Matt Barash, SVP of strategy and business development at AdColony, a mobile ad tech company, said Apple is signalling that privacy will take priority over personalisation on Apple devices. “For a company like Facebook that has been so reliant on its trove of user data, this represents a major curveball,” he said.

Facebook itself has hinted that the IDFA changes are a concern. Shortly after Apple announced the changes, Facebook released a blog post titled “The Value of Personalized Ads to a Thriving App Ecosystem”. Facebook said internal tests have shown publishers make 50 percent less revenue on non-personalised mobile app install ads, compared to personalised ads.

On an earnings call last month, Facebook’s chief financial officer David Wehner said the IDFA changes will “at the very least […] make it harder for app developers and others to grow using ads on Facebook and elsewhere […] Our view is that Facebook and targeted ads are a lifeline for small businesses, especially in a time of COVID. And we are concerned that aggressive platform policies will cut at that lifeline at a time when it is so essential for small business growth and recovery”.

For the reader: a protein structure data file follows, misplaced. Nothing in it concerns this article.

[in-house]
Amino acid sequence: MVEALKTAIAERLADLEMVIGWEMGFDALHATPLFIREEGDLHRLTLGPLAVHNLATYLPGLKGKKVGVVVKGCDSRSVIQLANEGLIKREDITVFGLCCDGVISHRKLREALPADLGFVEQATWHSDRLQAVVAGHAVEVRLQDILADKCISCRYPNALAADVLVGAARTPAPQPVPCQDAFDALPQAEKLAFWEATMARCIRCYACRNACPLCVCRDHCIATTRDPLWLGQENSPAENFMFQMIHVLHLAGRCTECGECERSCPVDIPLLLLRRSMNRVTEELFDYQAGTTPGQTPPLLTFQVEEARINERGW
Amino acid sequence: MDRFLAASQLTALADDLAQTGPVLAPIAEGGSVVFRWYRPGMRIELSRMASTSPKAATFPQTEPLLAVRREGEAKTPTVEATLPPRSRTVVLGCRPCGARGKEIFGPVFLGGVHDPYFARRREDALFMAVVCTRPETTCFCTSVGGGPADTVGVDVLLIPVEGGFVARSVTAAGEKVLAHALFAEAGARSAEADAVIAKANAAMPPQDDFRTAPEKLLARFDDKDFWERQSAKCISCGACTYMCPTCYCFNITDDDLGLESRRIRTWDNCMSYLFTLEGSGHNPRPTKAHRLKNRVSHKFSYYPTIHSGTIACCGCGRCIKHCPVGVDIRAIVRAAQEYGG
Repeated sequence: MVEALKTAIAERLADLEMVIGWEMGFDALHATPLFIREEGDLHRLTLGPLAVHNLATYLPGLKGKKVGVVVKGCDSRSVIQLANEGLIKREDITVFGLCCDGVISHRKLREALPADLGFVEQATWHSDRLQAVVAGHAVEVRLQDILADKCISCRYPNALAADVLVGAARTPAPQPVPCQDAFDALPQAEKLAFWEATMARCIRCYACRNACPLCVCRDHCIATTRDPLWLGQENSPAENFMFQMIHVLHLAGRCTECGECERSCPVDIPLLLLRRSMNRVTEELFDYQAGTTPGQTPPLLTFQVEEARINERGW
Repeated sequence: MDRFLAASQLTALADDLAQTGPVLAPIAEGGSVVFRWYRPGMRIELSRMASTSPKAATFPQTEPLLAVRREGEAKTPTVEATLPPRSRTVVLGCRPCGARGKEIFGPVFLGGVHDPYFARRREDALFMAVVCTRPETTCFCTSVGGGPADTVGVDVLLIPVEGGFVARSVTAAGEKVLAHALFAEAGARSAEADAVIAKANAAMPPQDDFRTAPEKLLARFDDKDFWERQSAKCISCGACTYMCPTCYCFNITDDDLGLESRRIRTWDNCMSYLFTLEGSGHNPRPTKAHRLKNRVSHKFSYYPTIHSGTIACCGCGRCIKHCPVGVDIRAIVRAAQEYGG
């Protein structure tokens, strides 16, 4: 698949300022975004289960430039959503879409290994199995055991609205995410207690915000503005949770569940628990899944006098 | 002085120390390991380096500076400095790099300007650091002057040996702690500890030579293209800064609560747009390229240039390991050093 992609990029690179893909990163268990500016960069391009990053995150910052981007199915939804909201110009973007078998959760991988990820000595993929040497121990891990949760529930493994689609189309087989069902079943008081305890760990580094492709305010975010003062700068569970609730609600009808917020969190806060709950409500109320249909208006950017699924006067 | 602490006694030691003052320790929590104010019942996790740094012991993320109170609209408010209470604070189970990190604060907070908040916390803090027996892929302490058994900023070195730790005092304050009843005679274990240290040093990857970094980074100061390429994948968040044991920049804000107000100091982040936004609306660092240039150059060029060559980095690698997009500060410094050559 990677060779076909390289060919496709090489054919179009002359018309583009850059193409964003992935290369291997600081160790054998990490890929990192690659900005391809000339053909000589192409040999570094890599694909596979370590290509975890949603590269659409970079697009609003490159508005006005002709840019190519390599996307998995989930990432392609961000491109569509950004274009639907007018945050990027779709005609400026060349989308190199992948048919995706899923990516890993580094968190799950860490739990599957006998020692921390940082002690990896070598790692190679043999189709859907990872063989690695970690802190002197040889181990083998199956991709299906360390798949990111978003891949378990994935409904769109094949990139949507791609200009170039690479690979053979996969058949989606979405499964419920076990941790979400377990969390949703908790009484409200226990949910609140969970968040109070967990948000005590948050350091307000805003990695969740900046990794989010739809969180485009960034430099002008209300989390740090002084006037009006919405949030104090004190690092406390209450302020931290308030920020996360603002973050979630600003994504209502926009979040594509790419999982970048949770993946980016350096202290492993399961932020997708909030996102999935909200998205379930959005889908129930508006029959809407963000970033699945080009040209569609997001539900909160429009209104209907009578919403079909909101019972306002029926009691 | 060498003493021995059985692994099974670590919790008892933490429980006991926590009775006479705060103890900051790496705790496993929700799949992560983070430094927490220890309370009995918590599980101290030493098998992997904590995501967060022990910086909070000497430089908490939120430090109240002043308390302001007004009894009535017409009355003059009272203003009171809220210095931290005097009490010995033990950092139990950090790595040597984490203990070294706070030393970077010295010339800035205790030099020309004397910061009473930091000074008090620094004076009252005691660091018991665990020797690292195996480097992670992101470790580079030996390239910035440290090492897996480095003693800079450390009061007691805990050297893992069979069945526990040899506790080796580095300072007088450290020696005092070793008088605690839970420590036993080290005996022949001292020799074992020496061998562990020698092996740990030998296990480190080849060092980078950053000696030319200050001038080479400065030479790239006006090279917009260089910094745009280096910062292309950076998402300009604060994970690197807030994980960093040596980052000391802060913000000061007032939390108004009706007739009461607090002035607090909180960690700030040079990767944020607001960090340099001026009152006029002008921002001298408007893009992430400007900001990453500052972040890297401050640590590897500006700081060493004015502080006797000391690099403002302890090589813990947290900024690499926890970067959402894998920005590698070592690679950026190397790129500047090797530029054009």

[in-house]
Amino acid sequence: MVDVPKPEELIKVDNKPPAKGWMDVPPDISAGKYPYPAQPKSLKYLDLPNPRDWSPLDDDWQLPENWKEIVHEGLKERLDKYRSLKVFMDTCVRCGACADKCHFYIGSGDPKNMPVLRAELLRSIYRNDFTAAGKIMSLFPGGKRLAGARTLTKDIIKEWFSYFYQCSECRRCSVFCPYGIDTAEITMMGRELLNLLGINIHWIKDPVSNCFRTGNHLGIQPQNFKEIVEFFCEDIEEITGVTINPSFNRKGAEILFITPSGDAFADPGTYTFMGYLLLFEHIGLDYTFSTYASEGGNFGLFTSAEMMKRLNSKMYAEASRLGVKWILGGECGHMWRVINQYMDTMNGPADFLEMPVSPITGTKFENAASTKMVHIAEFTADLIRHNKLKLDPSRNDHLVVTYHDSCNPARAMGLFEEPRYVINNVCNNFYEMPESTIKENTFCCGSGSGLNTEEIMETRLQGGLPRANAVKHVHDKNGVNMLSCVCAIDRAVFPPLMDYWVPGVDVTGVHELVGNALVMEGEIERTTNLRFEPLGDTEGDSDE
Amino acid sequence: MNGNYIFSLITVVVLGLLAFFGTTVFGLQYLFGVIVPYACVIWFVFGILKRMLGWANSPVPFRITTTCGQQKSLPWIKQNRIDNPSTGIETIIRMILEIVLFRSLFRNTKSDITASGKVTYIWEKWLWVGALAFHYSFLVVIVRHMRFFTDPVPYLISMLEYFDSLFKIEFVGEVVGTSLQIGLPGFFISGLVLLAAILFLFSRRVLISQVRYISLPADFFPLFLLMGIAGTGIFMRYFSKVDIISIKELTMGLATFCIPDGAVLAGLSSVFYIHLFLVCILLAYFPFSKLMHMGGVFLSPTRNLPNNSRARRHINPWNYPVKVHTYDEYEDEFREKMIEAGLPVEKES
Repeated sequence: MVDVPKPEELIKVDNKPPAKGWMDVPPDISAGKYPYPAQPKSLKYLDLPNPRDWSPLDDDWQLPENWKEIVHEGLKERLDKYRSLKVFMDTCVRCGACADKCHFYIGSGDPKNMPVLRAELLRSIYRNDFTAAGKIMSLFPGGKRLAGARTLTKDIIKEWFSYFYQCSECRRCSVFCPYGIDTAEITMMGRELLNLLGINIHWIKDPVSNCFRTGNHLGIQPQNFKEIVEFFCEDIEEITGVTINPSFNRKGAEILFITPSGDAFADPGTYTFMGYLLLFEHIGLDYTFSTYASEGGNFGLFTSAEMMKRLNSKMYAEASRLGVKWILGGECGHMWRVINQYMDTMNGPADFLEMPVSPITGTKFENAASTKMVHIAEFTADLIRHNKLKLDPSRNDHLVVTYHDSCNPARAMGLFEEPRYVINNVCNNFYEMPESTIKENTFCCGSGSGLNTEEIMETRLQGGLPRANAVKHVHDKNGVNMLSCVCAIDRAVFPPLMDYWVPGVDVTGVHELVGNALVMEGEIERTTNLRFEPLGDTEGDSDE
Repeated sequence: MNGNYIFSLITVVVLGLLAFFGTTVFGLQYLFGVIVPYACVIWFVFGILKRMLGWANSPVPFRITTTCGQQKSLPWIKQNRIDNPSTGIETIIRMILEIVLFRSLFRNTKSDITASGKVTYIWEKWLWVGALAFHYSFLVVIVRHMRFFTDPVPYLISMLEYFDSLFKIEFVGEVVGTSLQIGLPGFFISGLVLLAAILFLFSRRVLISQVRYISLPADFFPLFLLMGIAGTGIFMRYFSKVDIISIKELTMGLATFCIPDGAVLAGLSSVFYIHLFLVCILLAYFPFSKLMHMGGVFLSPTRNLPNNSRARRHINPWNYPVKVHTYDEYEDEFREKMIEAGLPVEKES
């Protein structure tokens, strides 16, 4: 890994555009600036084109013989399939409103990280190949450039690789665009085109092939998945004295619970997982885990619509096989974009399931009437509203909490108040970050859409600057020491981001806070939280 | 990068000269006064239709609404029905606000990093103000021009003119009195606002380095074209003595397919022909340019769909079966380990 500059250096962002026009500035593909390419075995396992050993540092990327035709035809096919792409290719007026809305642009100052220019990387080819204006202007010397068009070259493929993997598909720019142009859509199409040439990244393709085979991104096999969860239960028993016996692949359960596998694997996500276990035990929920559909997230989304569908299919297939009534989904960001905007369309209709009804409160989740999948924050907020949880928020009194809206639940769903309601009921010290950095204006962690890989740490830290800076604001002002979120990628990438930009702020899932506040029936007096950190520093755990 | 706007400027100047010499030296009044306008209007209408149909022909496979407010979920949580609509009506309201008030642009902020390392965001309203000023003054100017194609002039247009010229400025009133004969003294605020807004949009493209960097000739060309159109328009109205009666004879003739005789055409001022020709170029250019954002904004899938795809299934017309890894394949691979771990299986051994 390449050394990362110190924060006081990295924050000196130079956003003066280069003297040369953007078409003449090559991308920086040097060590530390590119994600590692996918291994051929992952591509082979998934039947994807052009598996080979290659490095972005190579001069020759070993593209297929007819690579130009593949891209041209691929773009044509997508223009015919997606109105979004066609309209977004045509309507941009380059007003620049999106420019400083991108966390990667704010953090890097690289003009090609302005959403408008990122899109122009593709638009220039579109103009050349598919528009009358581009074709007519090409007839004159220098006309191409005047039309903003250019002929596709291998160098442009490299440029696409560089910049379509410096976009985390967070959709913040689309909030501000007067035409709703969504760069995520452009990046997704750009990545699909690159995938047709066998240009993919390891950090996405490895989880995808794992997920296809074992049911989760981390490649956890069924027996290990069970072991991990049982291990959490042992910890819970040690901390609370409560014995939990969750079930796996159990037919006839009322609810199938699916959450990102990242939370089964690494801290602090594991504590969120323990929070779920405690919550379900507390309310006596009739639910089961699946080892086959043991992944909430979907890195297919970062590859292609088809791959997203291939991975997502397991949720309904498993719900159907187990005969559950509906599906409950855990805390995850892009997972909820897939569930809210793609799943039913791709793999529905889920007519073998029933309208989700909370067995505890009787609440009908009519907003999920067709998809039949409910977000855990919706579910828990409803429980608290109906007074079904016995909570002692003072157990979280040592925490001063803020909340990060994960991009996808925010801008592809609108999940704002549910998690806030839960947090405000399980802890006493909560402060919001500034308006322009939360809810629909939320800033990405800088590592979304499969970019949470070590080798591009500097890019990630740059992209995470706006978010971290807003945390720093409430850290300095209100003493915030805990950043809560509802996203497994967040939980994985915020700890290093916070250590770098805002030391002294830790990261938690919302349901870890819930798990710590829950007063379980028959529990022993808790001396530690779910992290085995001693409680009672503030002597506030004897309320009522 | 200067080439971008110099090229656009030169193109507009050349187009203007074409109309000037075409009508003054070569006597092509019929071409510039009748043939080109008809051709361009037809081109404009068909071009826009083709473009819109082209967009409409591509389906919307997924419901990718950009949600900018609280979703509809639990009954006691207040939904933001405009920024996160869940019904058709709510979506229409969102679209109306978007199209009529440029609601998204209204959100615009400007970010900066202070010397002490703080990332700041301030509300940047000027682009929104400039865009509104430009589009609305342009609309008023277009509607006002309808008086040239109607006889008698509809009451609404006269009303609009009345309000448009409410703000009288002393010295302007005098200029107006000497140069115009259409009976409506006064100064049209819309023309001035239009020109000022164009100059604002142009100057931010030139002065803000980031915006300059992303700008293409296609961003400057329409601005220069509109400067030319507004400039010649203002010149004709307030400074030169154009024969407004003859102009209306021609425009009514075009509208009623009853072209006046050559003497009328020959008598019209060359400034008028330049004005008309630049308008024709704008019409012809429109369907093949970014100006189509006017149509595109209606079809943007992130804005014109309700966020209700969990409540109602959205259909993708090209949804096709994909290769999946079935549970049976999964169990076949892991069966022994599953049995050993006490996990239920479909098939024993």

Heavier reliance on mobile tracking

On the surface, the challenges presented by Apple’s IDFA update seem similar to those posed by browsers’ elimination of third-party cookies. Both restrict businesses’ ability to track users outside of their own properties.

But Facebook is likely far more concerned about changes to mobile, since it’s more heavily reliant on being able to track across different apps for mobile advertising.

Third-party apps use Facebook’s software development kit (SDK) to collect signals for advertising. Ari Paparo, CEO of demand-side platform Beeswax, said these signals are used for things like retargeting and general audience profiling. “The loss of IDFA is a big blow to this type of data collection, which will then make their ads less targeted”, he said.